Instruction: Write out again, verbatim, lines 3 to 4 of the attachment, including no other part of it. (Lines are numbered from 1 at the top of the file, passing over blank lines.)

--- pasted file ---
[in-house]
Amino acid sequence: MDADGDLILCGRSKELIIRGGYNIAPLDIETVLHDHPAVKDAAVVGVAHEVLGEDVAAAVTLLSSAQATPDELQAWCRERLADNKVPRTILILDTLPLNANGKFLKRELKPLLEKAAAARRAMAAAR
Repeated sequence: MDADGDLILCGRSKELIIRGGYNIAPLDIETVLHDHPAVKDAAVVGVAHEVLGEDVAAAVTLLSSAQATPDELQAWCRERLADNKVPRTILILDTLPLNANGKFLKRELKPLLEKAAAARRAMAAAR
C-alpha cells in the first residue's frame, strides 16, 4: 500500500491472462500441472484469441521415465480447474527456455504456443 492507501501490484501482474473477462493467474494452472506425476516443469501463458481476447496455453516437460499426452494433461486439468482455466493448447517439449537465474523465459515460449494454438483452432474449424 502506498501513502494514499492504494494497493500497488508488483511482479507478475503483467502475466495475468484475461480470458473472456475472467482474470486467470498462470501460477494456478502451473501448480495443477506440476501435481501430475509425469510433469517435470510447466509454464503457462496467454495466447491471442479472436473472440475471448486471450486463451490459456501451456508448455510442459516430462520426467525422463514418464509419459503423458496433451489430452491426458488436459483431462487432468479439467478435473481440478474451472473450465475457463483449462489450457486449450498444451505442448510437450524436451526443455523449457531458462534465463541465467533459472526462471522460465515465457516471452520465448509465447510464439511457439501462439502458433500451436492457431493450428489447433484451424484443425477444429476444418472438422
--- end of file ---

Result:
Repeated sequence: MDADGDLILCGRSKELIIRGGYNIAPLDIETVLHDHPAVKDAAVVGVAHEVLGEDVAAAVTLLSSAQATPDELQAWCRERLADNKVPRTILILDTLPLNANGKFLKRELKPLLEKAAAARRAMAAAR
C-alpha cells in the first residue's frame, strides 16, 4: 500500500491472462500441472484469441521415465480447474527456455504456443 492507501501490484501482474473477462493467474494452472506425476516443469501463458481476447496455453516437460499426452494433461486439468482455466493448447517439449537465474523465459515460449494454438483452432474449424 502506498501513502494514499492504494494497493500497488508488483511482479507478475503483467502475466495475468484475461480470458473472456475472467482474470486467470498462470501460477494456478502451473501448480495443477506440476501435481501430475509425469510433469517435470510447466509454464503457462496467454495466447491471442479472436473472440475471448486471450486463451490459456501451456508448455510442459516430462520426467525422463514418464509419459503423458496433451489430452491426458488436459483431462487432468479439467478435473481440478474451472473450465475457463483449462489450457486449450498444451505442448510437450524436451526443455523449457531458462534465463541465467533459472526462471522460465515465457516471452520465448509465447510464439511457439501462439502458433500451436492457431493450428489447433484451424484443425477444429476444418472438422